Wednesday 1 September 2021

Crome Is Where The Art Is

 What? You've never heard of "Old Crome", the Norfolk artist, who lived 1768-1821? But you do know his contemporaries Constable [1776-1827] and Turner [1775-1851] don't you? Norwich Castle has been holding an exhibition this summer, finishing this weekend, called "A Passion for Landscape - Rediscovering John Crome"

This year is the bicentenary of his death. It is over 50 years since anyone has held an exhibition dedicated to his works - yet he is mostly forgotten now.

 A century after his death, in 1923 Charles Collins Baker, the keeper of the National Gallery, declared that he ranked alongside Turner and Constable as one of Britain’s ‘three greatest masters’, and few would have disagreed then. 

But his exhibiting career spanned a mere 16 years, where Constable had 35 years, and Turner an astonishing 60. Furthermore he rarely signed his work, and as a 'painting master' actively encouraged his students to copy his paintings. Thus many inferior pieces have been wrongly attributed over the centuries. But when I went to the Castle last week, I learned that Crome was indeed an amazingly talented guy.

Often known as 'Old Crome' to distinguish between himself and his artist son, John Berney Crome, this man came from humble beginnings. John Crome was the co-founder of The Norwich School Of Art- the first such art group outside of London

The son of a weaver, his standard of literacy was poor. He was apprenticed to a sign writer/coach painter and had no formal artistic training. He idd not exhibit until he was 36 - but by then had become painting master to many of the important Norfolk families [such as the Gurneys of Earlham Hall - where he taught young Betsey, later known as Elizabeth Fry the great prison reformer]

He was gifted at watercolours, etchings, and oils, working on landscapes and more detailed nature paintings. Indeed he was incredibly observant- he and Constable were the first two English painters to really paint trees carefully, so the species can be identified. [This is the Poringland Oak] But unlike other artists with rich patrons, Crome was really hard up - he used cast off aprons stretched out for his canvases, and clipped hair from the horses' tails to make his brushes. He used cheaper open weave twill rather than expensive canvas, and a limited palette of colours.

And yet he used that to his advantage - when painting a picture of fisherman with baskets, he leaves the twill cloth unpainted to better represent the weave of their creels. 

Sadly many of Crome's paintings have suffered from light damage and have faded badly. This study of the blacksmith's shop near Hingham [a scene he painted many times] would have had much brighter colours when it was first painted. Crome painted Norfolk as he saw it- aware perhaps that the county was changing and many of the vistas he enjoyed would soon be changed forever as the population grew.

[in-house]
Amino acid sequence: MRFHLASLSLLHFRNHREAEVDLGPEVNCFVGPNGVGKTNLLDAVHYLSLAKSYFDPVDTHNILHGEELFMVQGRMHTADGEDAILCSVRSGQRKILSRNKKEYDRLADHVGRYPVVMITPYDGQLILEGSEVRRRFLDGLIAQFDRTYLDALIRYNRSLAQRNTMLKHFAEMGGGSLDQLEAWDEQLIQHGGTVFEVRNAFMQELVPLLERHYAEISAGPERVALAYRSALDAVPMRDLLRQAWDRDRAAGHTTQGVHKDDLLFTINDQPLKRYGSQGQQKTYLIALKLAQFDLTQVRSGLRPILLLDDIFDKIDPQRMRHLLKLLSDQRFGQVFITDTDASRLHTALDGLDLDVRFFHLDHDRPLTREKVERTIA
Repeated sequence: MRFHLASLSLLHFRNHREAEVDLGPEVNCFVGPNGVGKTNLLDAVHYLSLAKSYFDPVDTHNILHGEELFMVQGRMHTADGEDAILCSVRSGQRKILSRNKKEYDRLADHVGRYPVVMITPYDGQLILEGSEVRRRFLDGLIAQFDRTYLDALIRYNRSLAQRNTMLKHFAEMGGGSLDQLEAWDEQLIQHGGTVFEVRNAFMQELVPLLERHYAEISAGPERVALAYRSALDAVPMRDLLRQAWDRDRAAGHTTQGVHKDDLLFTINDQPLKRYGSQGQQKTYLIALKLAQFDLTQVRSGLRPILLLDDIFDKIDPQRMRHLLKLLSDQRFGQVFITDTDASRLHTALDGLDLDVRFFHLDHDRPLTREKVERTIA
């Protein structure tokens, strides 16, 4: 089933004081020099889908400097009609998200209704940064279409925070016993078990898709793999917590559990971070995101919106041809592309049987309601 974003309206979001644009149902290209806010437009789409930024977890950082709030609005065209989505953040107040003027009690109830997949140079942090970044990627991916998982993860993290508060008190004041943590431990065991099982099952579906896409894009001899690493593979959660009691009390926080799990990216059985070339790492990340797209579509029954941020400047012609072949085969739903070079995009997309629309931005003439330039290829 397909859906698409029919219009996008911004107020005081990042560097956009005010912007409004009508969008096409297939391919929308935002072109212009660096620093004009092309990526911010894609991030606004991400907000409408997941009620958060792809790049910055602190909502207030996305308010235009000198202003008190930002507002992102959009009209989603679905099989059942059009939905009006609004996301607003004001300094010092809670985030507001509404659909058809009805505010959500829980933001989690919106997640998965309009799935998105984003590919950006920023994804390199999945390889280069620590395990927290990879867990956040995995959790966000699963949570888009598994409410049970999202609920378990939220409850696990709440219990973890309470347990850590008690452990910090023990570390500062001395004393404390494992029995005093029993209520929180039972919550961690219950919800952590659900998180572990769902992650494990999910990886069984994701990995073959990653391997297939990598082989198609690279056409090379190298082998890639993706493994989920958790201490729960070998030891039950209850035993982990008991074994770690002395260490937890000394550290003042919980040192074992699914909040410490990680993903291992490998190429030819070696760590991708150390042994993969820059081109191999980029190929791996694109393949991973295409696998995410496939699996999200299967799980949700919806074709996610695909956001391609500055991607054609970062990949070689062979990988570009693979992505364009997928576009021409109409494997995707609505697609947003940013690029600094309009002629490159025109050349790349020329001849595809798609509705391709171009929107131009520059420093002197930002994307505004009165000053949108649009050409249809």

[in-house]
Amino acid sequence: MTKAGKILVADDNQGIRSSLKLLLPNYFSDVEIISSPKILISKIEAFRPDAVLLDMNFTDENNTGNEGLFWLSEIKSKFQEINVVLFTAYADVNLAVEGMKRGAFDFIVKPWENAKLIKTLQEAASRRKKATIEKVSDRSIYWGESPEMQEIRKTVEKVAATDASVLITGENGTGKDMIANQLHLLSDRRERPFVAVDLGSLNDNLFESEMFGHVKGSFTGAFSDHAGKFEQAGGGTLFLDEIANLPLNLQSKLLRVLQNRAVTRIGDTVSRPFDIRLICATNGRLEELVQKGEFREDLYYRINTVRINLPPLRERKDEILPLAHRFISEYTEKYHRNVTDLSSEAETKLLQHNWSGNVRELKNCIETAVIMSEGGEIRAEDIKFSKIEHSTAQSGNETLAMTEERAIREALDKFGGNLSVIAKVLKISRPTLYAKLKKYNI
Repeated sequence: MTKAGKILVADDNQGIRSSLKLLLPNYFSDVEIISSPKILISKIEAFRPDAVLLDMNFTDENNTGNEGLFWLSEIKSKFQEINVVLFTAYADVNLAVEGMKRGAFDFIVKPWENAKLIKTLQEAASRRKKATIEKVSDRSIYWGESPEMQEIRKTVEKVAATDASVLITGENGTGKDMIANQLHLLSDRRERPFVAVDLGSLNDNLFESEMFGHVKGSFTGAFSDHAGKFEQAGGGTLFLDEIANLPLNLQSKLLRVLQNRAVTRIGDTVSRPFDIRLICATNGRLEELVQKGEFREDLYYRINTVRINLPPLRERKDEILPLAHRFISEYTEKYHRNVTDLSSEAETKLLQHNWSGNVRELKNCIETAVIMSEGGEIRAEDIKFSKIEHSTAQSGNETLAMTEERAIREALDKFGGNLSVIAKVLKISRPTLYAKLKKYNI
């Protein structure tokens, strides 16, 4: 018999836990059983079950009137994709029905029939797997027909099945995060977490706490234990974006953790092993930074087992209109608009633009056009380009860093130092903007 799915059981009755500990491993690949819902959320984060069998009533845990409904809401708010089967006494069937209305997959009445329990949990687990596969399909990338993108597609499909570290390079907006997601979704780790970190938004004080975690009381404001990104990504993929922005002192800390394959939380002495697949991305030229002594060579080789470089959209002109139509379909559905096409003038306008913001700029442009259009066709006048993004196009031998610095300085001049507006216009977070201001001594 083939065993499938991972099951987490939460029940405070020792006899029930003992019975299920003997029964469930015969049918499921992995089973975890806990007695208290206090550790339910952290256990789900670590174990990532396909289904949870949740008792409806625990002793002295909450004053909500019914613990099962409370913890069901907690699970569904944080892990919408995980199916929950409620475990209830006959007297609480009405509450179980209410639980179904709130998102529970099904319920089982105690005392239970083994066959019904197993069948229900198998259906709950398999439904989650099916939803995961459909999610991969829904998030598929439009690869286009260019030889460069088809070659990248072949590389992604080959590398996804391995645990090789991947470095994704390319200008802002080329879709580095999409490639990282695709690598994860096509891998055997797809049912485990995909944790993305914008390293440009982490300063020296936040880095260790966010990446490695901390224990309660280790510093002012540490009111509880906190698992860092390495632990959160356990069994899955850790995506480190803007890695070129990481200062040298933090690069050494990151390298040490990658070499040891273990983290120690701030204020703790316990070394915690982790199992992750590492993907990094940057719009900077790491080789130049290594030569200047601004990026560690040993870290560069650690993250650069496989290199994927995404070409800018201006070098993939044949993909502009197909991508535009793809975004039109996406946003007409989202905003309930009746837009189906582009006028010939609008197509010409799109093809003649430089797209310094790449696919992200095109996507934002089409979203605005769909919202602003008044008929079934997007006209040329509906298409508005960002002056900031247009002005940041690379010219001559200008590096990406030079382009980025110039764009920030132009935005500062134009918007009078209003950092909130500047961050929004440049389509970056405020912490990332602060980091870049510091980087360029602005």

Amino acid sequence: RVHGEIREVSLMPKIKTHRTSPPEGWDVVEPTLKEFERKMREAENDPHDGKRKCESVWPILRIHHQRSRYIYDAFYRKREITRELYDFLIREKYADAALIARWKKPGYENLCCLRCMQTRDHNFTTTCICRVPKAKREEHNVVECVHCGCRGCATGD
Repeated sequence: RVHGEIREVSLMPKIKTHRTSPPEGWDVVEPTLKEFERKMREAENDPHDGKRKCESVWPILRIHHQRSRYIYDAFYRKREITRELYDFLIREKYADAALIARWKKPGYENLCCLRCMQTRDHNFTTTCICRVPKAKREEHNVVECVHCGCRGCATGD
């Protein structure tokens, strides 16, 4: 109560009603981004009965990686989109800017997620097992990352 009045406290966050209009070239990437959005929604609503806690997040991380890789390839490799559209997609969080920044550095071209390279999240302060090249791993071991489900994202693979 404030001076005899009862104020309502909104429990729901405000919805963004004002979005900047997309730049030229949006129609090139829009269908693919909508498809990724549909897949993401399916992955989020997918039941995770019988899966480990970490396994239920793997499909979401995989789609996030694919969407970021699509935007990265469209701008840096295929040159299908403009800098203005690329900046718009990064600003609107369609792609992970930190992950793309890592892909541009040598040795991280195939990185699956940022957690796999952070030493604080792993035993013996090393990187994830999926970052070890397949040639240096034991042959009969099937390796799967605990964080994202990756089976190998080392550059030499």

This is Norwich River Afternoon - I love the tranquil scene, the reflections in the water, the delicate silver birch tree...

He painted the ordinary, the quotidian - but with grace and care "If your subject is a pigsty, dignify it" Maybe his humble origins gave him a special fondness for the day-to-day sights in his home county, and he did not need grandeur or lavish decoration.

His childhood had been peopled by merchants, dyers, rivermen, and he had observed the patterns on the water, and the life of the river,  people at work, but also at leisure, paddling, swimming, rowing. He also saw dilapidated housing, shabby mills, crowded workshops - and his work bears testimony to the grittier side of life too.

Bob and I both greatly enjoyed this exhibition - lots to see, and to consider. The video below is quite long- but gives a good flavour of what we saw. 

We have just purchased a Norfolk Museums Pass [Joint Seniors]  This has cost us £63 - but over the course of a year, we feel we will get our money's worth. The Castle trip would have been £12 - and a trip to nearby Gressenhall to see the woodworking next weekend will be £26. Having the Pass means we will be able to go to all sorts of events - we have unlimited admissions to all 10 of the Norfolk Museums. And I suspect we will be taking a grandchild along with us too sometimes. 


  1. What wonderful artwork. Even faded, that painting of the blacksmith's shop is appealing. Great idea to buy the pass, they are usually well worth having and they give opportunities to return rather than having to see everything on one trip.

    1. The opportunity to revisit makes it good value. There was so much detail in the Blacksmith's Shop piece

  2. Thank you for sharing this information. I admit I have not heard of the artist! I enjoyed watching the video you have linked. :) I think getting the museum pass was a very good idea! I hope you get to visit many of the museums and will share highlights of your visits with us.

    1. To my shame, I have known about him for many years because he was local to Norfolk, and I grew up in this county- but I'd never studied his work properly till now.

  3. The museum pass was a really good idea to purchase- you're already a significant way through 'paying it off' with this and your other planned visit and it DOES make you go to places if you have something like this. Crome's work is very appealing and I like the idea of using the texture of his material to emulate the creels.


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